Jihadister verden over er rasende på Al Jazeera fordi TV-stasjonen valgte å fokusere på Osama bin Ladens kritikk av Al Qaida i Irak i den siste radiomeldingen.
Users of a leading Islamic militant Web forum posted thousands of insults against the pan-Arab station for focusing on excerpts in which bin Laden criticizes insurgents, including his followers.
Analysts said the reaction highlighted militants’ surprise at bin Laden’s words, and their dismay at the deep divisions among al-Qaida and other Iraqi militants that he appeared to be trying to heal.
«It’s not about Al-Jazeera, it’s about their shock from bin Laden,» said Diaa Rashwan, an Egyptian expert on Islamic militant groups. «For the first time, bin Laden, who used to be the spiritual leader who gives guidance, became a critic of al-Qaida and is confessing mistakes. This is unusual.»
«God fight Al-Jazeera,» railed one militant Web poster, calling the station a «collaborator with the Crusaders» for suggesting the tape showed weakness in al-Qaida and featuring discussions of how the tape reflected weaknesses and divisions among insurgents in Iraq.
The recording aired Monday contained unusually strong criticism of insurgents in Iraq from bin Laden, who urges them to admit mistakes and unify. Bin Laden even aknowledges that he advises himself not to be «fanatical» in his stances.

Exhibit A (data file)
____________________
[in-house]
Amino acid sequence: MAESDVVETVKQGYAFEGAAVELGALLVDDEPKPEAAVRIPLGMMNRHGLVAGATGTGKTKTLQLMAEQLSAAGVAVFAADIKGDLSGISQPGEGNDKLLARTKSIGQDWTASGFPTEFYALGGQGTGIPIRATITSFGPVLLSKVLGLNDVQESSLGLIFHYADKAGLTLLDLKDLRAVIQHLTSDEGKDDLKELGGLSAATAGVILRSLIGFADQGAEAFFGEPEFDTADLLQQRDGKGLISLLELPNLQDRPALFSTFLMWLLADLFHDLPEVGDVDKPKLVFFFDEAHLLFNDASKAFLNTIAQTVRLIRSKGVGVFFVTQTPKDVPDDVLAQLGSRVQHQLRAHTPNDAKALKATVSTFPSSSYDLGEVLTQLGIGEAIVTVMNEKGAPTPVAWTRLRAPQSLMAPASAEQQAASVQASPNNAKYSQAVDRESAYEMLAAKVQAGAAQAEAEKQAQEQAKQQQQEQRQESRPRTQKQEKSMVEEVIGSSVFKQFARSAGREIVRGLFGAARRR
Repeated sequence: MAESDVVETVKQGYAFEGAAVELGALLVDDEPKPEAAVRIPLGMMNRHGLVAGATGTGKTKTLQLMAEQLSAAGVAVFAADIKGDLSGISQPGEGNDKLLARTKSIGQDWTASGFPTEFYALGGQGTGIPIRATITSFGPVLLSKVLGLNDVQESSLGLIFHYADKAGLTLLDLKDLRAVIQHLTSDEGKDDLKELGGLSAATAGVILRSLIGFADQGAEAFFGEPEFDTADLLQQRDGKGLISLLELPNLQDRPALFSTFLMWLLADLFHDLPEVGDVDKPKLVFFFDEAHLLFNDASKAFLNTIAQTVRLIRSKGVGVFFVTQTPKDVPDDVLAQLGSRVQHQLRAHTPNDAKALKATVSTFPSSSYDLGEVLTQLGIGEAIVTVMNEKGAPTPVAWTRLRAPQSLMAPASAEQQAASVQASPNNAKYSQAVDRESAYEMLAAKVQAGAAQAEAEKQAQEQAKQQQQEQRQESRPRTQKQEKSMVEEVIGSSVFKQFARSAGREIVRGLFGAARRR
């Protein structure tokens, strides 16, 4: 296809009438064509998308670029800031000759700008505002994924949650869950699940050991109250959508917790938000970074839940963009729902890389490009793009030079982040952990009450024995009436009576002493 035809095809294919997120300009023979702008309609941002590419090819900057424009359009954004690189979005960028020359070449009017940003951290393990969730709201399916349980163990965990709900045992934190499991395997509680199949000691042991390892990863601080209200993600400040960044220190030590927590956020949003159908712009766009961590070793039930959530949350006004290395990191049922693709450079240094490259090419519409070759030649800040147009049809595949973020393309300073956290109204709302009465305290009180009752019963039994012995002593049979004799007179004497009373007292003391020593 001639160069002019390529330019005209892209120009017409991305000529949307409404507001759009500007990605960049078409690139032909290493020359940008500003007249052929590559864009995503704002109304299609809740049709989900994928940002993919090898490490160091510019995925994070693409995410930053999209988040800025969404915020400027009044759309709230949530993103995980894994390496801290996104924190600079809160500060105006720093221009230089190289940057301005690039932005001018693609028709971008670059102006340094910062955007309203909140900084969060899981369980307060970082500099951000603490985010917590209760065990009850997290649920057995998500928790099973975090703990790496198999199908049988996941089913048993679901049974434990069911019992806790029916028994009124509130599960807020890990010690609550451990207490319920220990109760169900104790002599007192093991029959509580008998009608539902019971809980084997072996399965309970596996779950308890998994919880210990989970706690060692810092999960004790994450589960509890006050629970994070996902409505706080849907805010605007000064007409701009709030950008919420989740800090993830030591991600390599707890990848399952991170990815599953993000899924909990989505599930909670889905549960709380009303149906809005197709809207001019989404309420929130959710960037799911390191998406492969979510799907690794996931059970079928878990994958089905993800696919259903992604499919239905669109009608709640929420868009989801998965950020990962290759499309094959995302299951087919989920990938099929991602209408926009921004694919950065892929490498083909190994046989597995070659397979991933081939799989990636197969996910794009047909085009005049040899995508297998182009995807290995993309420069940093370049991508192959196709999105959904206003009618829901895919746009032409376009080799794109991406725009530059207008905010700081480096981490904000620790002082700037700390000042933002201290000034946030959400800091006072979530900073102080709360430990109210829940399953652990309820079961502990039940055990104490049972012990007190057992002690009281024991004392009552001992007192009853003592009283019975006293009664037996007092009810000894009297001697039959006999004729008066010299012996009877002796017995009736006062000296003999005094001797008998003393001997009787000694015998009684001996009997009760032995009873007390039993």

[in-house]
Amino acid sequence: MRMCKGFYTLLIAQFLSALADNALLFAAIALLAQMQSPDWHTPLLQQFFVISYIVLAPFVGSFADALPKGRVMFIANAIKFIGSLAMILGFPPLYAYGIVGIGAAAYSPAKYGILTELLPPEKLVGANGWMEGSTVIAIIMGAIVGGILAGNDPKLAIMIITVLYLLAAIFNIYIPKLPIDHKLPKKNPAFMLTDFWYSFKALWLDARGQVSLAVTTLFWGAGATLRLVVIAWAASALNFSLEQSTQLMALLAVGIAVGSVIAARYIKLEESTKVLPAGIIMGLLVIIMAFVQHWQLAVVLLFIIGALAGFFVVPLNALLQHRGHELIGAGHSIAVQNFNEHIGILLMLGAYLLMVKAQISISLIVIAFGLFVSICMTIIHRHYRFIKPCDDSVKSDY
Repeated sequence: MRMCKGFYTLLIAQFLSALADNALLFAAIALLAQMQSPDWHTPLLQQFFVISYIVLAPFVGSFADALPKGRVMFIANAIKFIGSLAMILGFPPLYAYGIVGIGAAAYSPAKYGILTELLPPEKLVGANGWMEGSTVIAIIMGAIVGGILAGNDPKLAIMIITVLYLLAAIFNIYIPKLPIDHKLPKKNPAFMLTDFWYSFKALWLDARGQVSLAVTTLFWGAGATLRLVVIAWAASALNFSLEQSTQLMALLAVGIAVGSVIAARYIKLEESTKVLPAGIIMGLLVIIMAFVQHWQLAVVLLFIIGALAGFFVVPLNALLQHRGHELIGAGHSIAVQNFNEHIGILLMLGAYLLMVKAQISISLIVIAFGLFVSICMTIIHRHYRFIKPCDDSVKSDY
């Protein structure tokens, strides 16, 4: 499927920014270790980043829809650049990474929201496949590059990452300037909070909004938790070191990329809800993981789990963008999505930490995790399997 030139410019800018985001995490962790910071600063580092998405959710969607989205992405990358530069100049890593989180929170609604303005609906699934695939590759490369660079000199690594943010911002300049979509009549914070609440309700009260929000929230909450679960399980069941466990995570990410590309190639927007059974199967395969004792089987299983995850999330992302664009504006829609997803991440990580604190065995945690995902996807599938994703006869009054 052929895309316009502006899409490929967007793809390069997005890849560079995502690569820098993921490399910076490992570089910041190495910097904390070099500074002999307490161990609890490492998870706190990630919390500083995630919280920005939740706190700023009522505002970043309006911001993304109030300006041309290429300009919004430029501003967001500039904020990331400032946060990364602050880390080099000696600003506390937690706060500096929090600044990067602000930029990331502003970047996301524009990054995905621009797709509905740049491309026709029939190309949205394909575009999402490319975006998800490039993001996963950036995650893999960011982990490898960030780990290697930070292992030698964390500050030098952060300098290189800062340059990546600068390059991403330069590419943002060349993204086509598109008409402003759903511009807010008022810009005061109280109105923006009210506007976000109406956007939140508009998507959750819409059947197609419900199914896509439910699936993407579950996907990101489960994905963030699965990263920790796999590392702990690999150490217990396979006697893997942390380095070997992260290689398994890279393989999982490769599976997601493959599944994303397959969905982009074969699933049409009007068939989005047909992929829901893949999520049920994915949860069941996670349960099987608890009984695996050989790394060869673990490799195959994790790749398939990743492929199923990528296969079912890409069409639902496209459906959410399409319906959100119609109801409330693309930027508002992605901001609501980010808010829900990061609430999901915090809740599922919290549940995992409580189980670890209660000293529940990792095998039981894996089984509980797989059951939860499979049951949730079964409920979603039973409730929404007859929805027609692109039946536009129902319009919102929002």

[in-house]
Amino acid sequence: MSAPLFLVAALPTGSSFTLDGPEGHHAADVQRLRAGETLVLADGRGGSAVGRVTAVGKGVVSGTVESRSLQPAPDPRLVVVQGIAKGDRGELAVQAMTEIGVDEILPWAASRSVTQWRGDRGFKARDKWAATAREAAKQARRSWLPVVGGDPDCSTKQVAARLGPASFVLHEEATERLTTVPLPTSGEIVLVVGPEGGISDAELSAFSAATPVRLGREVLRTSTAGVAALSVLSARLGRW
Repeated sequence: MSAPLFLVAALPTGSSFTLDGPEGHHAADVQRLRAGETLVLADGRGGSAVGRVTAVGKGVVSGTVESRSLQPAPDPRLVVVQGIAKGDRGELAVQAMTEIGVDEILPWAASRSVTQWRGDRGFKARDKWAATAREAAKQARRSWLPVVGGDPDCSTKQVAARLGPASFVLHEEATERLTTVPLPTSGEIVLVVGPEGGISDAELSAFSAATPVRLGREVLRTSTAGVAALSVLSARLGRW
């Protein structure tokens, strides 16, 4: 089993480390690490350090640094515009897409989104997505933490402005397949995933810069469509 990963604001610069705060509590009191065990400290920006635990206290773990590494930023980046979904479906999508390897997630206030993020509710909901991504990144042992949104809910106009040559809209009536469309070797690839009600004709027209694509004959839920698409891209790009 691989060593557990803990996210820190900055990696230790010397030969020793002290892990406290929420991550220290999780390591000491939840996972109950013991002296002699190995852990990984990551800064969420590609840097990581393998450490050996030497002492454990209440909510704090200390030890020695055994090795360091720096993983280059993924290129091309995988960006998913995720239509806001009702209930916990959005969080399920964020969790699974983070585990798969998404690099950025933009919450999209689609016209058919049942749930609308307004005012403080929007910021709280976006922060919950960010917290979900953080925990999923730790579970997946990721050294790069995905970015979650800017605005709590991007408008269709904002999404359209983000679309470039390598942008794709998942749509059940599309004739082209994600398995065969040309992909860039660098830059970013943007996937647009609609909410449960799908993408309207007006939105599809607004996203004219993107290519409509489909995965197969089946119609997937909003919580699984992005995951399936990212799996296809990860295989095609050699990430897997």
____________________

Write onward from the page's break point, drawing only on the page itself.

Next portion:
«Some of you have been lax in one duty, which is to unite your ranks,» bin Laden said. «Beware of division … Muslims are waiting for you to gather under a single banner to champion righteousness. Be keen to oblige with this duty.»
«I advise myself, Muslims in general and brothers in al-Qaida everywhere to avoid extremism among men and groups,» he said.
Det er delte meninger om bin Laden kan bedre forholdet til gruppene som har brutt med al Qaida.
Kara Driggers, Mideast analyst for the Terrorism Research Center, said bin Laden’s criticisms of al-Qaida in Iraq and his rhetoric addressing all Iraqis — including tribal leaders — «seems to have brought more authority to the request (for unity) and the groups are taking it more seriously.»
But Eric Rosenbach, a terror expert and executive director of research at Harvard University’s Belfer Center for Science and International Affairs, said the splits will be difficult to mend, pointing out that Sunni tribal leaders in Iraq view bin Laden as being as foreign as the Americans.